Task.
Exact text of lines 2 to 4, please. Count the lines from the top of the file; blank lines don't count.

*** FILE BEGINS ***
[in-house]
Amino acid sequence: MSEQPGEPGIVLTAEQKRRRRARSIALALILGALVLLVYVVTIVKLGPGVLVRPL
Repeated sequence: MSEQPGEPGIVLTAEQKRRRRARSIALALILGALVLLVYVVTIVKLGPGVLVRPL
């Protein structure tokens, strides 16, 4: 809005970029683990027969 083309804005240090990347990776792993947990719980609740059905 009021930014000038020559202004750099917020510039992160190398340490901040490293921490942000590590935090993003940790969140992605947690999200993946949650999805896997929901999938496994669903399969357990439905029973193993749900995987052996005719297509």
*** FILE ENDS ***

Amino acid sequence: MSEQPGEPGIVLTAEQKRRRRARSIALALILGALVLLVYVVTIVKLGPGVLVRPL
Repeated sequence: MSEQPGEPGIVLTAEQKRRRRARSIALALILGALVLLVYVVTIVKLGPGVLVRPL
């Protein structure tokens, strides 16, 4: 809005970029683990027969 083309804005240090990347990776792993947990719980609740059905 009021930014000038020559202004750099917020510039992160190398340490901040490293921490942000590590935090993003940790969140992605947690999200993946949650999805896997929901999938496994669903399969357990439905029973193993749900995987052996005719297509």